Tech leaders, including the Space X and Tesla founder, Elon Musk, as well as the three co-founders of Google's AI subsidiary, DeepMind, have signed a pledge promising to not develop "lethal autonomous weapons".
It is the latest move from an unofficial and global coalition of researchers and executives that are opposed to the propagation of such technology. The pledge warns that weapon systems that use AI to "[select] and [engage] targets without human intervention" pose moral and pragmatic threats. Morally, the signatories argue, the decision to take a human life "should never be delegated to a machine." On the pragmatic front, they say that the spread of such weaponry would be "dangerously destabilising for every country and individual."
The pledge was published at the 2018 International Joint Conference on Artificial Intelligence (IJCAI) in Stockholm, and was organised by the Future of Life Institute; a research institute that aims to "mitigate existential risk" to humanity. Max Tegmark, a signatory of the pledge and professor of physics at MIT, said in a statement that the pledge showed AI leaders "shifting from talk to action." Tegmark said the pledge did what politicians have not: impose hard limits on the development of AI for military use. "Weapons that autonomously decide to kill people are as disgusting and destabilising as bioweapons and should be dealt with in the same way," said Tegmark.
Some campaigners have suggested that LAWS should be subject to restrictions, similar to those placed on chemical weapons and landmines. However, it is incredibly difficult to draw a line between what does and does not constitute an autonomous system. They also point out that enforcing such laws would be a huge challenge, as the technology to develop AI weaponry is already widespread. Additionally, most countries that are involved in developing this technology (like the US and China) have no real incentive not to do so.
However, recent events have shown that collective activism like the pledge can make a difference. Google, for example, was rocked by employee protests after it was revealed that the company was helping develop non-lethal AI drone tools for the Pentagon. Weeks later is published the new research guidelines and promised that they will not develop AI weapon systems.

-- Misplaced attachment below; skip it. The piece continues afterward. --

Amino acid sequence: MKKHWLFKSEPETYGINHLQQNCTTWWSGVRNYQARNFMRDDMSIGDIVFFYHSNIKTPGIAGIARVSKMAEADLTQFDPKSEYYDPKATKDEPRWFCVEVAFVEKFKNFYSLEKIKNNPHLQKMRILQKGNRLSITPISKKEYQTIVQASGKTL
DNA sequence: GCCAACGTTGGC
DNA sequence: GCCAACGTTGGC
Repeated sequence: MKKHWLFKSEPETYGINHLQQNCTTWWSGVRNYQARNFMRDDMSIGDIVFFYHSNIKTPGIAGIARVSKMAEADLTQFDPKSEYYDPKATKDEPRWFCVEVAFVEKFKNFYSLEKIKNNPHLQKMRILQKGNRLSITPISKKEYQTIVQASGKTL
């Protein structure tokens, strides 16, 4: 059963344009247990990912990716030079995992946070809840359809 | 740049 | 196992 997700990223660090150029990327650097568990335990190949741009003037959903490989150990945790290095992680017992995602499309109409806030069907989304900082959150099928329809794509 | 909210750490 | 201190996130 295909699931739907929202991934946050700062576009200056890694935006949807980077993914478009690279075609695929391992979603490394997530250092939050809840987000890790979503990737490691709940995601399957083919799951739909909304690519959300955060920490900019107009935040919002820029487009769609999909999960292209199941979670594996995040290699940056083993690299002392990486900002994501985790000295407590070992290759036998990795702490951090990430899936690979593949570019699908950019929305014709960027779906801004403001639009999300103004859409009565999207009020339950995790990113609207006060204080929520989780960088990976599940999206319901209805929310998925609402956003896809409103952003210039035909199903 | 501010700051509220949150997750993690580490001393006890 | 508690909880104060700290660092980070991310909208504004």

It is reasonable to point out that the organisations involved are not stopping themselves from developing military AI tools with other, non-lethal uses. But a promise not to put a computer solely in charge of killing is better than no promise at all.
The full text of the pledge can be read below, and a full list of signatories can be found here:
Artificial intelligence (AI) is poised to play an increasing role in military systems. There is an urgent opportunity and necessity for citizens, policymakers, and leaders to distinguish between acceptable and unacceptable uses of AI.
In this light, we the undersigned agree that the decision to take a human life should never be delegated to a machine. There is a moral component to this position, that we should not allow machines to make life-taking decisions for which others – or nobody – will be culpable.
There is also a powerful pragmatic argument: lethal autonomous weapons, selecting and engaging targets without human intervention, would be dangerously destabilizing for every country and individual. Thousands of AI researchers agree that by removing the risk, attributability, and difficulty of taking human lives, lethal autonomous weapons could become powerful instruments of violence and oppression, especially when linked to surveillance and data systems.
Moreover, lethal autonomous weapons have characteristics quite different from nuclear, chemical and biological weapons, and the unilateral actions of a single group could too easily spark an arms race that the international community lacks the technical tools and global governance systems to manage. Stigmatizing and preventing such an arms race should be a high priority for national and global security.
We, the undersigned, call upon governments and government leaders to create a future with strong international norms, regulations and laws against lethal autonomous weapons. These currently being absent, we opt to hold ourselves to a high standard: we will neither participate in nor support the development, manufacture, trade, or use of lethal autonomous weapons. We ask that technology companies and organizations, as well as leaders, policymakers, and other individuals, join us in this pledge.